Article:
Delectable Cornish Pasties
As the author of contemporary foody books, The French Twist Series, I am accustomed to including tasty food and recipes in my novels. It was, therefore, a delight to include Cornish pasties in a historical, my new book, Lady of a Thousand Treasures. Proper Cornish pasties are particular to Cornwall, England’s far west county, though meat and potato hand pies are eaten in many different countries around the world. The word pasty sounds very much like the word pastry, though we tend to think of pastries as sweet and not savory. Both derive their names from Latinate words for paste—a mix of flour and water—and they can include other delectable combinations such as pasta. No wonder hungry schoolkids have been known to eat paste!
Cornish pasties were thought to be a perfect lunch for blue-collar workers, especially the coal miners of Cornwall, who descended into the coal pits and often could not come back up for lunch. They took their comestibles with them. I love the Agatha Christie television series starring her famous detective, Hercules Poirot, and Cornish pasties have a cameo toward the end of The Cornish Mystery episode when one of my favorite people, Chief Inspector Japp, has a nibble. A friend pointed out that Cornish pasties even appeared in an episode of The Andy Griffith Show, “The Return of Malcolm Merriweather.”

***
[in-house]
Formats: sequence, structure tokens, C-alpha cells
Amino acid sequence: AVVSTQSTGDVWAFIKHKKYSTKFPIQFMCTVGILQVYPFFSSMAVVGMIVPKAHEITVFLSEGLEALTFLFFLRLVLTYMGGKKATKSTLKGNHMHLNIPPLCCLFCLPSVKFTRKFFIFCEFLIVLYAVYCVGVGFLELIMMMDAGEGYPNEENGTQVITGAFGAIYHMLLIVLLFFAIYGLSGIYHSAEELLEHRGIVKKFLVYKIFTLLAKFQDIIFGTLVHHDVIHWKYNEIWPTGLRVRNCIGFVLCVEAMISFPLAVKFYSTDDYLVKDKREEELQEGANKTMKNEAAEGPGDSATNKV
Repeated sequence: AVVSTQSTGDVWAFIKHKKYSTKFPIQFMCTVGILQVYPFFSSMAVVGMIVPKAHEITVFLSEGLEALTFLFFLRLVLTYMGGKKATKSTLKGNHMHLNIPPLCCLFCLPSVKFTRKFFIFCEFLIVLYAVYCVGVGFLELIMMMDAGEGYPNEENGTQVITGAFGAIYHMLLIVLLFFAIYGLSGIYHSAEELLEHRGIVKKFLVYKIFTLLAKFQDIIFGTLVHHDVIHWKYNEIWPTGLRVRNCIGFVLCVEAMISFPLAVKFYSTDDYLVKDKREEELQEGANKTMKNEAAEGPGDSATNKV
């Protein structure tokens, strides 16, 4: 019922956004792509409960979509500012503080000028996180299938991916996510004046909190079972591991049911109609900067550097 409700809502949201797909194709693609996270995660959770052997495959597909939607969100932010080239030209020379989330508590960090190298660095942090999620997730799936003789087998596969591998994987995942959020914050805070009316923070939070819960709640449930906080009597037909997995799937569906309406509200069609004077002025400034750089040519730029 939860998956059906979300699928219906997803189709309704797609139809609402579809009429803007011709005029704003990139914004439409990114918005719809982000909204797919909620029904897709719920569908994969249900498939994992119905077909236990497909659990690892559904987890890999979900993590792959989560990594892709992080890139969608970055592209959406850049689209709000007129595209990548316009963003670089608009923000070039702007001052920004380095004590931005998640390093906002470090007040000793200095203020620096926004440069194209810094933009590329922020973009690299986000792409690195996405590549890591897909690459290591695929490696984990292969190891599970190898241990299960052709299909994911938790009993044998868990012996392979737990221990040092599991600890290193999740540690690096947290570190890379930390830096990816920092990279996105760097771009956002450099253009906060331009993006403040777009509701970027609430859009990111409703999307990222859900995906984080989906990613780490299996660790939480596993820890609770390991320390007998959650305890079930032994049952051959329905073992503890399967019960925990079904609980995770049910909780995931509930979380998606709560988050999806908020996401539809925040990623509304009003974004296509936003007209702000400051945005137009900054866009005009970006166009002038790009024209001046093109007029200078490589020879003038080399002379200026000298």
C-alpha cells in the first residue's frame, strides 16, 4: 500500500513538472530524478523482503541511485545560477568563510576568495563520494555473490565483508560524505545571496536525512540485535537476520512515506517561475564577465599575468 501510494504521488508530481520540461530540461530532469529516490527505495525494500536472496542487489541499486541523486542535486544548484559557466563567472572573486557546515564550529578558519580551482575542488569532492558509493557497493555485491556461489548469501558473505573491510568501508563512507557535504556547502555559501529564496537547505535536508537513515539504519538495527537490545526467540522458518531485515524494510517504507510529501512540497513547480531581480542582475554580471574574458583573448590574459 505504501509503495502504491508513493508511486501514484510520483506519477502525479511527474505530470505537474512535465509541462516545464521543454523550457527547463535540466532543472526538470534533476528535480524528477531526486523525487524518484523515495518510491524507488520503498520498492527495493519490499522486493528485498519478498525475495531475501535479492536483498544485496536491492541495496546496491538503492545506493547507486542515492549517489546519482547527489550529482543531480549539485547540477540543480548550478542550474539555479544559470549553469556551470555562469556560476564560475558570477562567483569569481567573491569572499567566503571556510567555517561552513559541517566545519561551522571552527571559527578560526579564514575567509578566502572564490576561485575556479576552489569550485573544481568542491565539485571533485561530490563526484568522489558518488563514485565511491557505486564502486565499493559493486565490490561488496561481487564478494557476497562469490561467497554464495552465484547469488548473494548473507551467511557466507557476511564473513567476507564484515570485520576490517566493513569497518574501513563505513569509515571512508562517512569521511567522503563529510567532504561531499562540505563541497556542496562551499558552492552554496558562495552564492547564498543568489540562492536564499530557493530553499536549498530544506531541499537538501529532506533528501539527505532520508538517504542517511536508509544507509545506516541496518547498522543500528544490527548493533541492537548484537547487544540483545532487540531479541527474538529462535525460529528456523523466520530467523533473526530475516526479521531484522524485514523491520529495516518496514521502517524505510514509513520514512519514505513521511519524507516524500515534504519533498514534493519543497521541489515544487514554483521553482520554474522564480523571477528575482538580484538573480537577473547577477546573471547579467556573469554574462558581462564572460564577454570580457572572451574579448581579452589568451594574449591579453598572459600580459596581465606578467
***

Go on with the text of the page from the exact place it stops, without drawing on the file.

I thought you might enjoy munching on one of these lovelies while reading my book or someone else’s, or watching Poirot or old returns, so I thought I’d include a recipe. The traditional pasties include uncooked meat and potatoes as well as turnips (they all bake together in the oven), but I adapted this for our family’s taste. If you like turnip, or carrots, or anything else, feel free to adapt this to your family’s tastes! With no further ado, here is my tweaked recipe. “Enjoy your meal” (British for Bon Appetit)!